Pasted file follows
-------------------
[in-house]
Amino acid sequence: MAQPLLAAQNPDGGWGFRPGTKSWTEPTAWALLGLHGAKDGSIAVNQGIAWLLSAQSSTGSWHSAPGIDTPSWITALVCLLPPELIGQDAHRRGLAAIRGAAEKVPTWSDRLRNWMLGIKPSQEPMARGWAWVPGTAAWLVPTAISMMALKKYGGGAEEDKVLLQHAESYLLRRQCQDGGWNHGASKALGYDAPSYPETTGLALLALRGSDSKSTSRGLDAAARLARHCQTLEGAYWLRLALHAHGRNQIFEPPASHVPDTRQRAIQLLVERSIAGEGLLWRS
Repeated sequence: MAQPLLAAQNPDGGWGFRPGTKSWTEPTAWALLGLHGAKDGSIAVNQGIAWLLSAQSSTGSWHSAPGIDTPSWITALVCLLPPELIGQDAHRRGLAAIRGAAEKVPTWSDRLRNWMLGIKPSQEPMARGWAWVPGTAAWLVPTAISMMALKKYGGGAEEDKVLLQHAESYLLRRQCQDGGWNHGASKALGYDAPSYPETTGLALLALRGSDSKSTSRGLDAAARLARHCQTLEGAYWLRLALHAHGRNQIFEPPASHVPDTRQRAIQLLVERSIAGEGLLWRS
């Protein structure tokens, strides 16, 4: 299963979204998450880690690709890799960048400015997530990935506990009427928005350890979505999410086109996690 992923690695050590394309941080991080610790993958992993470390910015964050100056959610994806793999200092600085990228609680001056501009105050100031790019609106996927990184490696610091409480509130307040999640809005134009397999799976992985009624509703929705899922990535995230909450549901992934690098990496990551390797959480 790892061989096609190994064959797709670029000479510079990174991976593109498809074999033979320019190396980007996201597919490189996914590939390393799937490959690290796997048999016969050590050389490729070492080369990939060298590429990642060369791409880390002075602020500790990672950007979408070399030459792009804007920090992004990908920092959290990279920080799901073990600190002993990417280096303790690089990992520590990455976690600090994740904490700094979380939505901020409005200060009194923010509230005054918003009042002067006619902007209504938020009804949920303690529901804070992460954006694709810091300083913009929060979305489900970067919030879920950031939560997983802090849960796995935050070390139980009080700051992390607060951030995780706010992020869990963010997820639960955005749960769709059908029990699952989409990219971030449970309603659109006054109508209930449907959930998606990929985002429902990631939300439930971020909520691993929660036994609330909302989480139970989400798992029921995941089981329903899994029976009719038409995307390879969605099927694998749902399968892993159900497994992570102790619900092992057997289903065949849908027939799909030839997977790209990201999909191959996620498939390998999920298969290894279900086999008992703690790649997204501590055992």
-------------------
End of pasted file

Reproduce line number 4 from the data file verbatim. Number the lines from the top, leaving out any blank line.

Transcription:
């Protein structure tokens, strides 16, 4: 299963979204998450880690690709890799960048400015997530990935506990009427928005350890979505999410086109996690 992923690695050590394309941080991080610790993958992993470390910015964050100056959610994806793999200092600085990228609680001056501009105050100031790019609106996927990184490696610091409480509130307040999640809005134009397999799976992985009624509703929705899922990535995230909450549901992934690098990496990551390797959480 790892061989096609190994064959797709670029000479510079990174991976593109498809074999033979320019190396980007996201597919490189996914590939390393799937490959690290796997048999016969050590050389490729070492080369990939060298590429990642060369791409880390002075602020500790990672950007979408070399030459792009804007920090992004990908920092959290990279920080799901073990600190002993990417280096303790690089990992520590990455976690600090994740904490700094979380939505901020409005200060009194923010509230005054918003009042002067006619902007209504938020009804949920303690529901804070992460954006694709810091300083913009929060979305489900970067919030879920950031939560997983802090849960796995935050070390139980009080700051992390607060951030995780706010992020869990963010997820639960955005749960769709059908029990699952989409990219971030449970309603659109006054109508209930449907959930998606990929985002429902990631939300439930971020909520691993929660036994609330909302989480139970989400798992029921995941089981329903899994029976009719038409995307390879969605099927694998749902399968892993159900497994992570102790619900092992057997289903065949849908027939799909030839997977790209990201999909191959996620498939390998999920298969290894279900086999008992703690790649997204501590055992």